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UNG focuses on flu prevention

Flu prevention
Hand sanitizer stations have been deployed at multiple locations on several UNG campuses in an effort to prevent the spread of influenza.

The University of North Georgia (UNG) is distributing tools and information to students, faculty and staff to prevent a local outbreak of the widespread influenza epidemic gripping the nation. With more than 15,000 students and hundreds of employees across its four campuses, a major outbreak at the university would have a significant impact on operations.

According to the Centers for Disease Control and Prevention (CDC), 43 states reported intense flu activity during the final week of December, and the Georgia Department of Public Health recorded nearly 500 hospitalizations due to flu and a rate of flu outpatient visits nearly four times greater than the seasonal average. As of Jan. 2, there have been 13 confirmed flu-associated deaths in the state.

There were fewer than 10 cases of flu diagnosed by UNG's Student Health Services clinic during the fall semester, according to Karen Tomlinson, director of Student Health Services. Those students were asked to remain off campus for a week or until symptoms resolve, per UNG policy.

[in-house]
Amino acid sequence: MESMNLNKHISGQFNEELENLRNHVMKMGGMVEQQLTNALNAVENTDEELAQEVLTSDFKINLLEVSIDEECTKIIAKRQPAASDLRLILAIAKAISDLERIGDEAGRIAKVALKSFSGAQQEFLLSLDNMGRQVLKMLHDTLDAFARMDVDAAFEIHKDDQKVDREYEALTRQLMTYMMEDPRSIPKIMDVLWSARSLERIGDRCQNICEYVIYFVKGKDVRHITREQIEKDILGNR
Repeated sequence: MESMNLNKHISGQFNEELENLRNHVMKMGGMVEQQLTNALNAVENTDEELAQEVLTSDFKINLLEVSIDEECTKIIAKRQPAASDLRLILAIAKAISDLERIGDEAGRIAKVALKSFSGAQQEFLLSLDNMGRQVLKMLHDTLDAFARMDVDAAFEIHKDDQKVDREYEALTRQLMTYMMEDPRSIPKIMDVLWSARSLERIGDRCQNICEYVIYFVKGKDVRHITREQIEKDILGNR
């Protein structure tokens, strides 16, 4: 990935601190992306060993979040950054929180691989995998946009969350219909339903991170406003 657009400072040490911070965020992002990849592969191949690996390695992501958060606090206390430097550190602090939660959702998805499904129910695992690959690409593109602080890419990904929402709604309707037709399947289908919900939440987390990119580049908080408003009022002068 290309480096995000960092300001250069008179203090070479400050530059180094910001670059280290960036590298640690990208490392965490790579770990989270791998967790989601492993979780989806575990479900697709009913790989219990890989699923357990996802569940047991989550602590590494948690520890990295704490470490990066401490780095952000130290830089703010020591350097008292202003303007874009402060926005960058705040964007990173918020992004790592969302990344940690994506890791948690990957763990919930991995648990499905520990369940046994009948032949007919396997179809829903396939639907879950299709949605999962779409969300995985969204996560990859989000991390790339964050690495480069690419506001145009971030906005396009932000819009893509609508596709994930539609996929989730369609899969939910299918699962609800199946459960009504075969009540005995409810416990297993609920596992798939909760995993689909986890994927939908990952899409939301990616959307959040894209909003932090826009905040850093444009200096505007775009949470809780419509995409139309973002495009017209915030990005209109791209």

"This helps prevent the spread of the virus in our campus community," Tomlinson said. "Their professors are notified of the 'excused' absence but not the diagnosis; this assists with the students being able to make up anything missed in class and hopefully help keep them successful with their academics."

Automatic hand-sanitizer dispensers are available across UNG's Gainesville and Oconee campuses, and they are being deployed on the Dahlonega Campus as well, according to Adam Strzemienski, captain of emergency preparedness in UNG's Department of Public Safety

"Also, custodial staff are consciously cleaning door knobs and other high-traffic areas," Strzemienski said. "I've briefed resident assistants on the Dahlonega Campus regarding influenza and provided tips for preventing its spread."

To prevent the flu, the CDC recommends getting a flu vaccination, avoiding close contact, and practicing cough and sneeze etiquette. UNG's Student Health Services offered flu shots to students, faculty and staff in October.

The flu can be contagious before symptoms are present and during sickness, according to the CDC. Most healthy adults may be able to infect others before symptoms develop and up to one week after becoming sick. The CDC recommends that those who have the flu avoid contact with others until being fever-free for at least 24 hours.

Students who suspect they have the flu can contact student health services at 706-864-1948 or for more information. All students must pay the Student Health Fee to take advantage of the services offered by Student Health Services; the health fee is optional on the Gainesville, Cumming, and Oconee campuses.

To view facts about influenza and access other resources, visit

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